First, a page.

- You’d need a high deposit value to secure a mortgage on a non-standard property and then still have the issue of raising finance for the project costs.
Therefore, a development finance loan is a great way to secure borrowing on properties, or empty plots of land, that you’d not be able to mortgage.
Even derelict and disused buildings qualify, provided you’ve got a solid project plan, budget and exit strategy.
While some lenders will prefer to work with developers with previous experience, that isn’t a prerequisite across the board.
Revolution negotiates development finance on behalf of residential developers and first-time project managers, so you don’t necessarily need to have a past conversion under your belt to get a new development project off the ground.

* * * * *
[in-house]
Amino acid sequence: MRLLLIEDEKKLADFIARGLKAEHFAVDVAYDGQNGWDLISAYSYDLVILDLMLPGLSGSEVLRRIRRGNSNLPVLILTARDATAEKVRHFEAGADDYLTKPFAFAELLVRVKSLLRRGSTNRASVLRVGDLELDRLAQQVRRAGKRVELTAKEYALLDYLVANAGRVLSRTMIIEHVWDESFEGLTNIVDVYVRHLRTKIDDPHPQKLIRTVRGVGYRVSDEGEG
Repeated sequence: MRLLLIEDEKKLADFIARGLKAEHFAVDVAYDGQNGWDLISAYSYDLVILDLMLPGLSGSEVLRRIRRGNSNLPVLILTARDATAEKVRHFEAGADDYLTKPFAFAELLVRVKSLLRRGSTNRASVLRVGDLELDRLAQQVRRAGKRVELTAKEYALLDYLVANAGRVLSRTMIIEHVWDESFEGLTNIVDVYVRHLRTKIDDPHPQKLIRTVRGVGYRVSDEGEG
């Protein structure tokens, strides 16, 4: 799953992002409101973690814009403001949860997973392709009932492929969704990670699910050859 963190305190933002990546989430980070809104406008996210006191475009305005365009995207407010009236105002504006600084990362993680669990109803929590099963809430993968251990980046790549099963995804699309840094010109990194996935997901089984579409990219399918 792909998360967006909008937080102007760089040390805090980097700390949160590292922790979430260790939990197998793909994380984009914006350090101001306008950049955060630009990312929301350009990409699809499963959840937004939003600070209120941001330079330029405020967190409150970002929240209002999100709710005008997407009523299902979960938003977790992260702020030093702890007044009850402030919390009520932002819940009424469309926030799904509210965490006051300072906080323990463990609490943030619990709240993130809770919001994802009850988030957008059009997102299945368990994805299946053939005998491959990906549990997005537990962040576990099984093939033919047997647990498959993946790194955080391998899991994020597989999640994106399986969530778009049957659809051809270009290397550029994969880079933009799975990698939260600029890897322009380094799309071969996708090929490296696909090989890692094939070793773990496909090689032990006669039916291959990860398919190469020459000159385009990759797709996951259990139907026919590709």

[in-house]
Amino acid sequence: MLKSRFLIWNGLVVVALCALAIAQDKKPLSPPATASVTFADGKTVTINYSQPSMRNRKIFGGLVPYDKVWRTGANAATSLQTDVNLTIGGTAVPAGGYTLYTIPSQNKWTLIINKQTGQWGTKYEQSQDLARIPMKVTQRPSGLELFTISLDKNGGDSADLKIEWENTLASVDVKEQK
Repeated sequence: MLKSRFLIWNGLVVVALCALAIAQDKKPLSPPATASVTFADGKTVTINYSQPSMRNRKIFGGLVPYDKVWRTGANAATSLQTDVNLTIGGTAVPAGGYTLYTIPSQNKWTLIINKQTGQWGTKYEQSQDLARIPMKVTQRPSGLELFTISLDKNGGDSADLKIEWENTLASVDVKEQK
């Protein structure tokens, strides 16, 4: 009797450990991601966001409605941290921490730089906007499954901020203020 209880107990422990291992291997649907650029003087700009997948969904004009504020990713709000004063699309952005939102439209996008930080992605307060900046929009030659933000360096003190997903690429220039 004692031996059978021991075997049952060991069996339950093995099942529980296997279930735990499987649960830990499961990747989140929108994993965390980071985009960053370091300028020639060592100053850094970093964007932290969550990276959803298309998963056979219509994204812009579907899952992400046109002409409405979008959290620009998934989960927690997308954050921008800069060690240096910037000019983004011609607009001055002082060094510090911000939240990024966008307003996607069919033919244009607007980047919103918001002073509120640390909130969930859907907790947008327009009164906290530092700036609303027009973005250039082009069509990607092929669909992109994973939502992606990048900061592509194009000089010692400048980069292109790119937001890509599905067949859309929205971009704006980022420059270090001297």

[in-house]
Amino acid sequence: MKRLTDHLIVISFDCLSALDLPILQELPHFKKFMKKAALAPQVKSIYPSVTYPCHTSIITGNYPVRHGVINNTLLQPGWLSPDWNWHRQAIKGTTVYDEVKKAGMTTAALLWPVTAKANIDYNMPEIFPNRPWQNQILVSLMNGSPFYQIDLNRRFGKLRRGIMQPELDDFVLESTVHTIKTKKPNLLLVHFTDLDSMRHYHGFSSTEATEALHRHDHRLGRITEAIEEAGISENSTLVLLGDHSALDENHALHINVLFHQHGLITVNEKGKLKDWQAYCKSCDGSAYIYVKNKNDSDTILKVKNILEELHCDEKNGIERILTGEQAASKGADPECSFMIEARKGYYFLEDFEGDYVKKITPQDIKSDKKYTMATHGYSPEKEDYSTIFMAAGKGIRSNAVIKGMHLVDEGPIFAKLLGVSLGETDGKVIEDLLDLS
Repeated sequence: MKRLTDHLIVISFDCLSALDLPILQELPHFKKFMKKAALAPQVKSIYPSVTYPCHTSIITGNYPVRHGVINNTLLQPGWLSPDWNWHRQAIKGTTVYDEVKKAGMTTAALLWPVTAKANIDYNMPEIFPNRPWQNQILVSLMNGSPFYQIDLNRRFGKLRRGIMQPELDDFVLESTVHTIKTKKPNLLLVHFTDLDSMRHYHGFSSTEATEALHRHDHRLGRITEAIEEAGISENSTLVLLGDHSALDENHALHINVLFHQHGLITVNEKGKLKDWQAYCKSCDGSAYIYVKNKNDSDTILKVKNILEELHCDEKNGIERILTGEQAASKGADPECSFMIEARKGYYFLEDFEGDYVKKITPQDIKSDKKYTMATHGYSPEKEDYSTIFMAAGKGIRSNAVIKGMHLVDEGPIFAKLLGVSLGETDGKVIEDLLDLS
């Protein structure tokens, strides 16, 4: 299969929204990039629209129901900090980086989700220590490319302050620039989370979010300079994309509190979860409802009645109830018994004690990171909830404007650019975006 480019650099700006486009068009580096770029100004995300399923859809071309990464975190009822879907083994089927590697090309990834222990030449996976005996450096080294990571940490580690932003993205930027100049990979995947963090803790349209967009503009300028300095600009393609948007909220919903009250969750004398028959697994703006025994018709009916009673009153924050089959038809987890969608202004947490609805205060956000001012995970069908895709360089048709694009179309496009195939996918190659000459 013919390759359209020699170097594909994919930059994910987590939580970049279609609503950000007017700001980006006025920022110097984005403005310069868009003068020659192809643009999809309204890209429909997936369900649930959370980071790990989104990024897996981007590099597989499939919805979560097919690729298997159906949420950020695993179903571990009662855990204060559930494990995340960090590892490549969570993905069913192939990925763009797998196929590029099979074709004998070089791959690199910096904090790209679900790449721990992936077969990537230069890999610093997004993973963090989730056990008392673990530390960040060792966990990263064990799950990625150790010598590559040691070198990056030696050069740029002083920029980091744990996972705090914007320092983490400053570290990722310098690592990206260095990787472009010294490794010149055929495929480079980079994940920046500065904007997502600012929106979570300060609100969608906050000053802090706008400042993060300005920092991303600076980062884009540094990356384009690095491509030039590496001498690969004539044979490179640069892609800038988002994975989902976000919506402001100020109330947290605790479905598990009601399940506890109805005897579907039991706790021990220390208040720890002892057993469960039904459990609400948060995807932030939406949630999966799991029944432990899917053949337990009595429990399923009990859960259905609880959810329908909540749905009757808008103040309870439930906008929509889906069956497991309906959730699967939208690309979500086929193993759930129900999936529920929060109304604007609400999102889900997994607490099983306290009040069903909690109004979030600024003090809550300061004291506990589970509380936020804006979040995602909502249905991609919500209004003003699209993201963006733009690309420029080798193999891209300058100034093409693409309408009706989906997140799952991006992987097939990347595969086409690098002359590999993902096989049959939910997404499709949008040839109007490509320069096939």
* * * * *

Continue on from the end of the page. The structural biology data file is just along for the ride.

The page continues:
One of the other advantages is that you won’t need to pay interest for the duration of the loan term on the total value – in most cases, you’ll pay only against the amount drawn down to date.
Are There Pitfalls to Applying for a Development Finance Loan?
For most conversions or new builds, a development finance loan is far and away the most appropriate solution.
However, there are a few factors to consider:
- Lenders will need to assess the purchase value of the property or land, how much the development will cost, associated legal and professional fees, and how realistic the building work timescale is.
- Your exit strategy must be watertight – a lender won’t approve a development loan if they consider there is a risk that the project won’t be worth what you estimate or that you’ll not be able to sell the property at the end of the term.